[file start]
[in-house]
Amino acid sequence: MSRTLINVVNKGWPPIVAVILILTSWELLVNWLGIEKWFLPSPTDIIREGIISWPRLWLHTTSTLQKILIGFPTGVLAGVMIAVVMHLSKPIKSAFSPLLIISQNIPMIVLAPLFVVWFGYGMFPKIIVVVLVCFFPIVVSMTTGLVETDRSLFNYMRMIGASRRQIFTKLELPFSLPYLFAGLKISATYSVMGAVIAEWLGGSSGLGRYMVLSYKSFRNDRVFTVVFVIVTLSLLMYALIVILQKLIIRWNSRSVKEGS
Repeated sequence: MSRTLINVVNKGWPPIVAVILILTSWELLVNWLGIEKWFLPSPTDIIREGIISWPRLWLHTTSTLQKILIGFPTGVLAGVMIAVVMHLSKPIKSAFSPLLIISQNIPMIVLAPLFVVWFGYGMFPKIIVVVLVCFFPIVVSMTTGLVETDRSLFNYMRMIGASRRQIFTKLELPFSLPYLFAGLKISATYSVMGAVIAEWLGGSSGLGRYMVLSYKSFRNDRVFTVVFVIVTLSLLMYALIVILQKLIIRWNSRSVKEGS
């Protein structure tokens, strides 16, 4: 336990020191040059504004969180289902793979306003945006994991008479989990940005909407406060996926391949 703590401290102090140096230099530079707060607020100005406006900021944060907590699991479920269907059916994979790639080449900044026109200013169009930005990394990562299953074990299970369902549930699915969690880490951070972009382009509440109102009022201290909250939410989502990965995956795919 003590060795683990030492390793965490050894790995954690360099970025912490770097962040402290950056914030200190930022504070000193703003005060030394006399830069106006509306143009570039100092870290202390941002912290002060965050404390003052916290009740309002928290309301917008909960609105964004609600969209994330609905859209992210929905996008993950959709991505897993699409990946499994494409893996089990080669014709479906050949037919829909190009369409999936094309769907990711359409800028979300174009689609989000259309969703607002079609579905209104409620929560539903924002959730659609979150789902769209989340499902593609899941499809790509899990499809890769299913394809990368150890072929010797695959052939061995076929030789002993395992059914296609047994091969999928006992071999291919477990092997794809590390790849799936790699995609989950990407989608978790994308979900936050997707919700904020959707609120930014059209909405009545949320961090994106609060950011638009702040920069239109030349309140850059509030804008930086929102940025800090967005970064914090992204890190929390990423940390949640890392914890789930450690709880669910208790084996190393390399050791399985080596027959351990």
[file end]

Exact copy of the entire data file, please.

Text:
[in-house]
Amino acid sequence: MSRTLINVVNKGWPPIVAVILILTSWELLVNWLGIEKWFLPSPTDIIREGIISWPRLWLHTTSTLQKILIGFPTGVLAGVMIAVVMHLSKPIKSAFSPLLIISQNIPMIVLAPLFVVWFGYGMFPKIIVVVLVCFFPIVVSMTTGLVETDRSLFNYMRMIGASRRQIFTKLELPFSLPYLFAGLKISATYSVMGAVIAEWLGGSSGLGRYMVLSYKSFRNDRVFTVVFVIVTLSLLMYALIVILQKLIIRWNSRSVKEGS
Repeated sequence: MSRTLINVVNKGWPPIVAVILILTSWELLVNWLGIEKWFLPSPTDIIREGIISWPRLWLHTTSTLQKILIGFPTGVLAGVMIAVVMHLSKPIKSAFSPLLIISQNIPMIVLAPLFVVWFGYGMFPKIIVVVLVCFFPIVVSMTTGLVETDRSLFNYMRMIGASRRQIFTKLELPFSLPYLFAGLKISATYSVMGAVIAEWLGGSSGLGRYMVLSYKSFRNDRVFTVVFVIVTLSLLMYALIVILQKLIIRWNSRSVKEGS
């Protein structure tokens, strides 16, 4: 336990020191040059504004969180289902793979306003945006994991008479989990940005909407406060996926391949 703590401290102090140096230099530079707060607020100005406006900021944060907590699991479920269907059916994979790639080449900044026109200013169009930005990394990562299953074990299970369902549930699915969690880490951070972009382009509440109102009022201290909250939410989502990965995956795919 003590060795683990030492390793965490050894790995954690360099970025912490770097962040402290950056914030200190930022504070000193703003005060030394006399830069106006509306143009570039100092870290202390941002912290002060965050404390003052916290009740309002928290309301917008909960609105964004609600969209994330609905859209992210929905996008993950959709991505897993699409990946499994494409893996089990080669014709479906050949037919829909190009369409999936094309769907990711359409800028979300174009689609989000259309969703607002079609579905209104409620929560539903924002959730659609979150789902769209989340499902593609899941499809790509899990499809890769299913394809990368150890072929010797695959052939061995076929030789002993395992059914296609047994091969999928006992071999291919477990092997794809590390790849799936790699995609989950990407989608978790994308979900936050997707919700904020959707609120930014059209909405009545949320961090994106609060950011638009702040920069239109030349309140850059509030804008930086929102940025800090967005970064914090992204890190929390990423940390949640890392914890789930450690709880669910208790084996190393390399050791399985080596027959351990």